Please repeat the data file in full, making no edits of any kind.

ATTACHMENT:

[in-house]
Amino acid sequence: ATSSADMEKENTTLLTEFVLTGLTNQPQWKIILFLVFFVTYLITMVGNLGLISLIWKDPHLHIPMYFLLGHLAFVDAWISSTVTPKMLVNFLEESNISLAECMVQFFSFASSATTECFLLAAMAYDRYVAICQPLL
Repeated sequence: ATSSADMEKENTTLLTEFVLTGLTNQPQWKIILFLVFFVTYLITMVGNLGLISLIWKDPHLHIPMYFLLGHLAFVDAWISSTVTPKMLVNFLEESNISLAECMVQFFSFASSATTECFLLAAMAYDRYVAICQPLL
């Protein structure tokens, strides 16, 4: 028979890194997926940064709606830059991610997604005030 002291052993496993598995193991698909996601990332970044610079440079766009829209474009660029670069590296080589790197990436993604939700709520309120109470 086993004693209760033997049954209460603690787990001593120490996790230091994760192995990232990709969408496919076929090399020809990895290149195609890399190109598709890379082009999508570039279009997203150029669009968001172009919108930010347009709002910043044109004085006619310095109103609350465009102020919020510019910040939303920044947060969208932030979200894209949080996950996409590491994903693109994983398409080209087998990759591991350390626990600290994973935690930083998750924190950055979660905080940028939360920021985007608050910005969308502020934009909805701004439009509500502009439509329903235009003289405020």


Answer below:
[in-house]
Amino acid sequence: ATSSADMEKENTTLLTEFVLTGLTNQPQWKIILFLVFFVTYLITMVGNLGLISLIWKDPHLHIPMYFLLGHLAFVDAWISSTVTPKMLVNFLEESNISLAECMVQFFSFASSATTECFLLAAMAYDRYVAICQPLL
Repeated sequence: ATSSADMEKENTTLLTEFVLTGLTNQPQWKIILFLVFFVTYLITMVGNLGLISLIWKDPHLHIPMYFLLGHLAFVDAWISSTVTPKMLVNFLEESNISLAECMVQFFSFASSATTECFLLAAMAYDRYVAICQPLL
């Protein structure tokens, strides 16, 4: 028979890194997926940064709606830059991610997604005030 002291052993496993598995193991698909996601990332970044610079440079766009829209474009660029670069590296080589790197990436993604939700709520309120109470 086993004693209760033997049954209460603690787990001593120490996790230091994760192995990232990709969408496919076929090399020809990895290149195609890399190109598709890379082009999508570039279009997203150029669009968001172009919108930010347009709002910043044109004085006619310095109103609350465009102020919020510019910040939303920044947060969208932030979200894209949080996950996409590491994903693109994983398409080209087998990759591991350390626990600290994973935690930083998750924190950055979660905080940028939360920021985007608050910005969308502020934009909805701004439009509500502009439509329903235009003289405020």